Q Multiple Short Text Q25 A-F {Q25_B} {Q25_B.shown} {substr(Q25_B,1,1)=='Q'}
N Numerical Question Type Q26 {Q26} {Q26.shown} {Q26 > 30}
R Ranking Style Q27 1-4 {Q27_1} {Q27_1.shown} {Q27_1==3}
S Short Free Text Q28 {Q28} {Q28.shown} {Q28=='mine'}
Y Yes/No Radio-Buttons Q29 {Q29} {Q29.shown} {Q29=='Y'}


Usage of NAOK

NAOK --> "Not Applicable" (NA) is alright (OK)


Using NAOK, means that all or some of the variables are irrelevant (e.g. "Not Applicable" (NA) is alright (OK)).

For example: count(Q1_SQ1,Q1_SQ2,Q1_SQ3,Q1_SQ4) give always an empty string if one subquestion of Q1 is filtered. To count the number of checked subquestion in such question can be count(Q1_SQ1.NAOK,Q1_SQ2.NAOK,Q1_SQ3.NAOK,Q1_SQ4.NAOK). If the subquestion is hidden, the EM returns an empty string.

Without NAOK, if one question or one subquestion is hidden, the EM returns always an empty string (same to returning false).

The .shown always use the NAOK system (empty string if hidden) but if you need the code of the answer: it's always a good idea to add .NAOK after the question code (except if you need it and know what you do).

More information is provided in the Overriding Cascading Conditions subsection.


The reserved "this", "self", and "that" variables

Quite often you want to evaluate all the parts of a question, such as counting how many subquestions have been answered or summing up the scores. Other times you want to process just certain rows or columns of a question (such as getting the row or column sums and storing them in the database). These reserved variables make that process relatively painless.


"This" variable

The "this" variable is used exclusively within the "Whole question validation equation" and "Subquestion validation equation" options (the later is not possible from GUI). It expands to the variable names of each of the cells within those questions. So, if you want to make sure that each entry is greater than three, you would set the "Subquestion validation equation" to (this > 3).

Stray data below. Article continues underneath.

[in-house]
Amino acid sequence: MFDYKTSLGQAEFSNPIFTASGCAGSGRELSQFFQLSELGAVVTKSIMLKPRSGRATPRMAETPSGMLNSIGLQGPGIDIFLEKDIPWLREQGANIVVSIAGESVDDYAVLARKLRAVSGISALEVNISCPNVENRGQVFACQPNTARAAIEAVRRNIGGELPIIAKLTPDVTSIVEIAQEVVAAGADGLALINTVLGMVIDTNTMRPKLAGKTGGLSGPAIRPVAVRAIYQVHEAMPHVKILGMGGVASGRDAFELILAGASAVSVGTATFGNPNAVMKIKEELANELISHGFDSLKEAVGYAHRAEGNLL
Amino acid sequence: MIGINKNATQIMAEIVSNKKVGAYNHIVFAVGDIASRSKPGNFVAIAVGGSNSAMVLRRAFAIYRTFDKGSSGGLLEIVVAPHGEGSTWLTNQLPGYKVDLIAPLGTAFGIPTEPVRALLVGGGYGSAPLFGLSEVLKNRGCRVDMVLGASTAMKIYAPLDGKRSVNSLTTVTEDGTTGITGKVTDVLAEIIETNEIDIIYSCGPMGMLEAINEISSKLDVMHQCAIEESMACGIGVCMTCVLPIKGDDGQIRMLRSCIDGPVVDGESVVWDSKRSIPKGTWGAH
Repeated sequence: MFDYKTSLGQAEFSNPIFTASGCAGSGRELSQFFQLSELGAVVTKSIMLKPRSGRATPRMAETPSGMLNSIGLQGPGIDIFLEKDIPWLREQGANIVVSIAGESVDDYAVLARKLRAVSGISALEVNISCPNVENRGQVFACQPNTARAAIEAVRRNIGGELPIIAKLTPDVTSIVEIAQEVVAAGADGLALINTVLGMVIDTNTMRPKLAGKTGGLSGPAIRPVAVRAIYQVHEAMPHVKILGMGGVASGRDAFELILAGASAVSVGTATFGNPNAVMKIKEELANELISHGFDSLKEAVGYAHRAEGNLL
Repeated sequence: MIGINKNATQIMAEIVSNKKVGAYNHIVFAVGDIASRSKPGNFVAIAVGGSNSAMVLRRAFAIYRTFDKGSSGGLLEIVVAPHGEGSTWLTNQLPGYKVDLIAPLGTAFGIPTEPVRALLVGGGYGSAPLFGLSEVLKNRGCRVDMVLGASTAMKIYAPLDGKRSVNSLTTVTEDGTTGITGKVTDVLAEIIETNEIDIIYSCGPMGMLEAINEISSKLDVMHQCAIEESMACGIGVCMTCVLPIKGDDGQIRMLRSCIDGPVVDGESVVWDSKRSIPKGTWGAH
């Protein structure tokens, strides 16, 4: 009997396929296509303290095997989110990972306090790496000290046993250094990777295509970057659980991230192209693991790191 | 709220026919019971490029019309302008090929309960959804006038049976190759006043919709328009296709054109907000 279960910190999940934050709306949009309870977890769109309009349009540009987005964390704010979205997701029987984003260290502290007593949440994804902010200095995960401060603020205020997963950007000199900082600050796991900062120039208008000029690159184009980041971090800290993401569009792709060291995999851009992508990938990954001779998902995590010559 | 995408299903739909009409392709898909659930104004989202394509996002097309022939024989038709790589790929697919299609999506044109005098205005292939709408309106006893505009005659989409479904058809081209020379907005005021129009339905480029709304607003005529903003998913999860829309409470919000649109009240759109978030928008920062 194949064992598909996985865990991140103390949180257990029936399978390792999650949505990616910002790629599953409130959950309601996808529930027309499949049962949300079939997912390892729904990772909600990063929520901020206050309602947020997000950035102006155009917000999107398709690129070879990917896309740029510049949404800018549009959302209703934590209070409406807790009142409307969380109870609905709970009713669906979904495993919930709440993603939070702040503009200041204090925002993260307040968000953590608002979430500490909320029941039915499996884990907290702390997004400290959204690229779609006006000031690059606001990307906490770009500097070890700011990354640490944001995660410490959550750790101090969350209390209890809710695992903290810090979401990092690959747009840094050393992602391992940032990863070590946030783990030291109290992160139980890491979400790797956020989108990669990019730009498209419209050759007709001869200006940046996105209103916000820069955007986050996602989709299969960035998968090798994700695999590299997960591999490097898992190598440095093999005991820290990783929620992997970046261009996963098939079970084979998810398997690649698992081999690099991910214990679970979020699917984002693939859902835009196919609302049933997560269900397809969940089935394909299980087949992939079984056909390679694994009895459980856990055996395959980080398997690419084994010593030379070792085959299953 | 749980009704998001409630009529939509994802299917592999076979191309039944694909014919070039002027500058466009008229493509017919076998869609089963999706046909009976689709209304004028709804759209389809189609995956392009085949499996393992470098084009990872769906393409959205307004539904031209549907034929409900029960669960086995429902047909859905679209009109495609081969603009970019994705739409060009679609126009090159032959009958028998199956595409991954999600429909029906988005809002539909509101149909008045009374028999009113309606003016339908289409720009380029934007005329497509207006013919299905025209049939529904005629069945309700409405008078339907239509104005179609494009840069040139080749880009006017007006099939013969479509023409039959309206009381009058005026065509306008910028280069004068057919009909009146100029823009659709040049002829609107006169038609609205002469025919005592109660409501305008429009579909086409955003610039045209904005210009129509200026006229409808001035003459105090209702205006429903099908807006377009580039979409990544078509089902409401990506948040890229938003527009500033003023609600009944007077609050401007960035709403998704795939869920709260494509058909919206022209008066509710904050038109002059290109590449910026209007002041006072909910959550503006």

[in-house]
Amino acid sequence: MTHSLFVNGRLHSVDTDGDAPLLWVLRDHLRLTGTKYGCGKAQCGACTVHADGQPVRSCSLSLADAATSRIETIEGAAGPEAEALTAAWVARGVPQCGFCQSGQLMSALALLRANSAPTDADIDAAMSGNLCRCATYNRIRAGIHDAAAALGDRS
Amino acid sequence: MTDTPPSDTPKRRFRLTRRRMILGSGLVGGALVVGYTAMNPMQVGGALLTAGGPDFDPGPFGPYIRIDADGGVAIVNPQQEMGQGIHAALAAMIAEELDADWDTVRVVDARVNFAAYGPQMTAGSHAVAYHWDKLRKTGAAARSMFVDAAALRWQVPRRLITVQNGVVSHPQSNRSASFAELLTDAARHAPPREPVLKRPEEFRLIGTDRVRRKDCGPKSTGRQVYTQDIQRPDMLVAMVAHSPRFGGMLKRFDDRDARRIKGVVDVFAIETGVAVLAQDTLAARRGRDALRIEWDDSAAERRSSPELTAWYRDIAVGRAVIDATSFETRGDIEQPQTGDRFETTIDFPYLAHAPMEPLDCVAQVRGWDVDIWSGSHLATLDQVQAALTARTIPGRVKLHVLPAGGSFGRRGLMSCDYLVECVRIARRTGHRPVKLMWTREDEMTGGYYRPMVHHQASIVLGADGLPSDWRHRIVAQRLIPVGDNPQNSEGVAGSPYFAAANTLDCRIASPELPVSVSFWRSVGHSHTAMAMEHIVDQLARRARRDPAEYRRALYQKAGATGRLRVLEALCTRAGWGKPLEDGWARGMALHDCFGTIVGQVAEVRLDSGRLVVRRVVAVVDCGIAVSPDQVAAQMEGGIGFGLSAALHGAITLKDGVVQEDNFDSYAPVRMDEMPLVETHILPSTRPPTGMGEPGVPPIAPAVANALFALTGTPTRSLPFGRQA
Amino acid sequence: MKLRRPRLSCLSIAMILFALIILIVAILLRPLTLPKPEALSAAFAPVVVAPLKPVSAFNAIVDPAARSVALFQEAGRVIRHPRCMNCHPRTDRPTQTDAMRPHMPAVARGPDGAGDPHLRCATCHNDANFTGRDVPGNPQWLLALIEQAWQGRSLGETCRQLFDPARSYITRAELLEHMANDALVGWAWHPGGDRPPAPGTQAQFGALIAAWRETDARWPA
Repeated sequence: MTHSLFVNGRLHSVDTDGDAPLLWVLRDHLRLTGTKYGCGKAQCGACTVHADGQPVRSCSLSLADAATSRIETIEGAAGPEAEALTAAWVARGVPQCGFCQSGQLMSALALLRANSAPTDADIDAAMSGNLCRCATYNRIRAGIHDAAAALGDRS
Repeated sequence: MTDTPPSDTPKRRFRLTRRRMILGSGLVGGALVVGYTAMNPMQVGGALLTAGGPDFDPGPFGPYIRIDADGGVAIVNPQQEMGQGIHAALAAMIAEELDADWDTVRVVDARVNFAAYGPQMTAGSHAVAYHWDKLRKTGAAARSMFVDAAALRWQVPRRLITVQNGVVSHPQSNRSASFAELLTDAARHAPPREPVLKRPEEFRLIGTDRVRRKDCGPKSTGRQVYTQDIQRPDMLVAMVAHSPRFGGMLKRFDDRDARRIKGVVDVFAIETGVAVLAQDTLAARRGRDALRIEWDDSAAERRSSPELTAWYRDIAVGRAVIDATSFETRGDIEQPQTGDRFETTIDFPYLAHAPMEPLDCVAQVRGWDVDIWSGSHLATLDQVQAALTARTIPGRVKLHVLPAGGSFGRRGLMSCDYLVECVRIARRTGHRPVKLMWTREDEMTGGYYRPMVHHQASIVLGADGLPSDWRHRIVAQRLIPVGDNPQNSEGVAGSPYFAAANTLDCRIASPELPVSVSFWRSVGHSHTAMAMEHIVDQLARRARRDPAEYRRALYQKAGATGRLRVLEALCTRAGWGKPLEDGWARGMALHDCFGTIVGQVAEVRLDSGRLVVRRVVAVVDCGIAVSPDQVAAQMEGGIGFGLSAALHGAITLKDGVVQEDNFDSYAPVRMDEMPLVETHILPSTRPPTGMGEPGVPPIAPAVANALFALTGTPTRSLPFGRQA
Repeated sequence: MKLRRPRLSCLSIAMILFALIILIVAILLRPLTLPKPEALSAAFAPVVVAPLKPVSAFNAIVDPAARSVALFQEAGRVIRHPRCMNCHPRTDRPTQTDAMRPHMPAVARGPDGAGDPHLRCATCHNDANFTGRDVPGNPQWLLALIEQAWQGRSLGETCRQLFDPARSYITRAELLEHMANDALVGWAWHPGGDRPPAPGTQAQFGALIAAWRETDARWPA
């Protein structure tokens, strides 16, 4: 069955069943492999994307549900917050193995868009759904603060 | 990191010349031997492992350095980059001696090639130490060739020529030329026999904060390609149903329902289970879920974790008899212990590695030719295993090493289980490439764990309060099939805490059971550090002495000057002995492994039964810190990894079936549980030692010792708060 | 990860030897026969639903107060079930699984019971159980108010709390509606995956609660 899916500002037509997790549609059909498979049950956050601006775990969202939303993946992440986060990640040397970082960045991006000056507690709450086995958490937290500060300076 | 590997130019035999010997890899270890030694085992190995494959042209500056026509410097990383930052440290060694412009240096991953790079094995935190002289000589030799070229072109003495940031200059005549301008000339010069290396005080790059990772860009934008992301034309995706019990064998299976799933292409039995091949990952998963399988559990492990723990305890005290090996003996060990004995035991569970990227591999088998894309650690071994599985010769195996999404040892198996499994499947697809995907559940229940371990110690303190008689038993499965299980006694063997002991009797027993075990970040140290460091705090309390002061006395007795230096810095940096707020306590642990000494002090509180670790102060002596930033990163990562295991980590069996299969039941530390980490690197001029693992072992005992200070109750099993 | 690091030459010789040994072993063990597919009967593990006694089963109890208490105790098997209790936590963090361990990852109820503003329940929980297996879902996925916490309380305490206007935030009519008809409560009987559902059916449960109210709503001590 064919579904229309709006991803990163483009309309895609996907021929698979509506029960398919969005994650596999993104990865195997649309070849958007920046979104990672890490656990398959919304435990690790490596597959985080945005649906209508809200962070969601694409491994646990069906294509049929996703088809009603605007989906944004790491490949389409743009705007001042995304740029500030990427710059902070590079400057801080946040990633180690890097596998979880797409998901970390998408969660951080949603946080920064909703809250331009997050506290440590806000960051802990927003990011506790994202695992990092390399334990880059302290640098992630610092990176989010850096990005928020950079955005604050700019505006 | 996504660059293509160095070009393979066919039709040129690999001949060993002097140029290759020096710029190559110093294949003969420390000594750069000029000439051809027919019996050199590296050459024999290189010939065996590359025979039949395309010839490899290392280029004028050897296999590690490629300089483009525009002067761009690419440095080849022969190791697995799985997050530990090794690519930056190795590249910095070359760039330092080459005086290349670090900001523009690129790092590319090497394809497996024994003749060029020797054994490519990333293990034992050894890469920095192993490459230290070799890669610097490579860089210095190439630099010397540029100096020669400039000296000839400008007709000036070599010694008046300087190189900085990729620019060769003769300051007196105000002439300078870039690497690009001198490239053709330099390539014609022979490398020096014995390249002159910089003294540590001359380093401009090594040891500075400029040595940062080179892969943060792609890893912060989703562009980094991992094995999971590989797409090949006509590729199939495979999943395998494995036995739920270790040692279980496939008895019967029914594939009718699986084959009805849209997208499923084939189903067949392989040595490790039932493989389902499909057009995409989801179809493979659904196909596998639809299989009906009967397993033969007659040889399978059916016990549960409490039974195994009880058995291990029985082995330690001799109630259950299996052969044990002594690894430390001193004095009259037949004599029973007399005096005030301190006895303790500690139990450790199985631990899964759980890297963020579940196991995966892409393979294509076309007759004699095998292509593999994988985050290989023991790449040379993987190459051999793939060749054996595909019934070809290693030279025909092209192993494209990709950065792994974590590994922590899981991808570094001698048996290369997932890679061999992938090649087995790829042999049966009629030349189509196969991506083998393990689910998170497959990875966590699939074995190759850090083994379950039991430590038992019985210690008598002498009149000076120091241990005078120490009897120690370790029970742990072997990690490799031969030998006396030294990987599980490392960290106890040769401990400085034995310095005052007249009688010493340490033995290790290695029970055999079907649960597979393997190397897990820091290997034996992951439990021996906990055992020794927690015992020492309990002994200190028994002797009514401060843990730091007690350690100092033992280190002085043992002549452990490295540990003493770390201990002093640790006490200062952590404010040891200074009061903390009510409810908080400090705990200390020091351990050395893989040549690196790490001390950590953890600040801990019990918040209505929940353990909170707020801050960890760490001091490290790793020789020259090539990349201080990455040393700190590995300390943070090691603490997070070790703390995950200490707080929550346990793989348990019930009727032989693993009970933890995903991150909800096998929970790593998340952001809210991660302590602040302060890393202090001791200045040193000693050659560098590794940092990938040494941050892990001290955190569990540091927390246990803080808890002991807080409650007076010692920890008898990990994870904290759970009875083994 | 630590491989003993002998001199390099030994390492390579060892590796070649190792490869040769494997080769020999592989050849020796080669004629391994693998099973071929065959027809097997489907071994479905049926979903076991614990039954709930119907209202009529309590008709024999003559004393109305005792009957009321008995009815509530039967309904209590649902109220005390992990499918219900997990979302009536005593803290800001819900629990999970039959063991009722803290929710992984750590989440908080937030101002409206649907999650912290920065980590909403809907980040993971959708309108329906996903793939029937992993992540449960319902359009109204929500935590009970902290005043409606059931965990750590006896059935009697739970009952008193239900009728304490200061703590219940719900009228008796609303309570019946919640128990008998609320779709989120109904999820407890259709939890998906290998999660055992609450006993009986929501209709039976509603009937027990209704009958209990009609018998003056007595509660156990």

"Self" variable

The "self" and "that" variable are more powerful, and serve as macros which are expanded prior to processing equations. The syntax choices for the "self" variable are:

  • self
  • self.suffix
  • self.sub-selector
  • self.sub-selector.suffix
  1. suffix is any of the normal qcode suffixes (e.g., NAOK, value, shown)
  1. sub-selector can be one of the following:
  • comments - only subquestions that are comments (e.g., multiple choice with comment and list with comment);
  • nocomments - only subquestions that are not comments;
  • sq_X - where X is a row or column identifier.  Only subquestions matching pattern X are selected. Note that search is done on complete code identifier, then sq_X match and include subquestions nX, X, Xn (e.g. if you use sq_1, subquestions a1, 1a, 1, 11 or 001 was included). Put attention at dual scale question type where subquestions code are QCODE_SQCODE_1 and QCODE_SQCODE_1 and to ranking question type where subquestions code are QCODE_1,QCODE_2 ....

Examples:

  • Has any part of a question been answered? -> {count(self.NAOK)>0}
  • What is the assessment score for this question? -> {sum(self.value)}

You can also use these to get row and column totals.  Say you have an array of numbers with rows A-E and columns 1-5.

  • What is the grand total? -> {sum(self.NAOK)}
  • What is the total of row B? -> {sum(self.sq_B.NAOK)}
  • What is the total of column 3? -> {sum(self.sq_3.NAOK)}


"That" variable

The "that" variable is like the "self" variable, but it allows you to refer to other questions. Its syntax is: